To engage or deal with

tackle a perplexing problem.

Toolverb

To ornament (a book cover) with a bookbinder's tool.

Tackleverb

To harness (a horse).

Toolverb

(Slang) To drive (a vehicle)

tooled the car at 80 miles an hour.

Tackleverb

To tackle an opponent in possession of the ball.

Toolverb

To work with a tool.

Tacklenoun

A device for grasping an object and an attached means of moving it, as a rope and hook.

Toolverb

(Slang) To drive or ride in a vehicle

tooled up and down the roads.

Tacklenoun

A block and tackle.

Toolnoun

A mechanical device intended to make a task easier.

Hand me that tool, would you?I don't have the right tools to start fiddling around with the engine.

Tacklenoun

Equipment (rod, reel, line, lure, etc.) used when angling.

Toolnoun

Equipment used in a profession, e.g., tools of the trade.

Tacklenoun

equipment, gear, gadgetry.

Toolnoun

Something to perform an operation; an instrument; a means.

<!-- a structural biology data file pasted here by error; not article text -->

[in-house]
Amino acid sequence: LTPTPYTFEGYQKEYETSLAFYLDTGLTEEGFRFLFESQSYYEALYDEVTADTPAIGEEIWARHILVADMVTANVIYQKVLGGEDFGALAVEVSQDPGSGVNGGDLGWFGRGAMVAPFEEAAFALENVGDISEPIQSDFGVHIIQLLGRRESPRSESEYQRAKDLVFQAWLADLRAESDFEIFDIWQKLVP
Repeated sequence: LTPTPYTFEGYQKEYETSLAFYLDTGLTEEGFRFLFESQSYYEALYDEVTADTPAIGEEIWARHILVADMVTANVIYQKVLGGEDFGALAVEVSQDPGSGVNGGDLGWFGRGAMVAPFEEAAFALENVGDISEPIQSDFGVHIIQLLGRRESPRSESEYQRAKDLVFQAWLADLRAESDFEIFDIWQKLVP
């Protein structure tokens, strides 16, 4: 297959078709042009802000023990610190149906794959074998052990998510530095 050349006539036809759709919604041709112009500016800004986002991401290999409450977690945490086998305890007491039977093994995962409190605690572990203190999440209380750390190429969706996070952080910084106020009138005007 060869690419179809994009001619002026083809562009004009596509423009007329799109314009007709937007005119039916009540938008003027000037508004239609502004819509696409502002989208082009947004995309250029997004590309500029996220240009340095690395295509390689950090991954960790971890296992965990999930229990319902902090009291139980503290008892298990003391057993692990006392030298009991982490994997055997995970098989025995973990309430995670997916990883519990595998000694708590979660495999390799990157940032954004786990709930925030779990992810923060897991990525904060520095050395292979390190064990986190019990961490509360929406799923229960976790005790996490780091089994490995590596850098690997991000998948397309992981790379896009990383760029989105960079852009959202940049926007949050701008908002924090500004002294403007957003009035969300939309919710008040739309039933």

Tacklenoun

A play where a player attempts to take control over the ball from an opponent, as in rugby or football.

Toolnoun

(computing) A piece of software used to develop software or hardware, or to perform low-level operations.

The software engineer had been developing lots of EDA tools.a tool for recovering deleted files from a disk

Tacklenoun

A play where a defender brings the ball carrier to the ground.

Toolnoun

A person or group which is used or controlled, usually unwittingly, by another person or group.

He was a tool, no more than a pawn to her.

Tacklenoun

(countable) Any instance in which one person intercepts another and forces them to the ground.

Toolnoun

(slang) Penis.

Tacklenoun

(American football) An offensive line position between a guard and an end: offensive tackle; a person playing that position.

Toolnoun

An obnoxious or uptight person.

He won't sell us tickets because it's 3:01, and they went off sale at 3. That guy's such a tool.

Tacklenoun

(American football) A defensive position between two defensive ends: defensive tackle; a person playing that position.

Toolverb

(transitive) To work on or shape with tools, e.g., hand-tooled leather.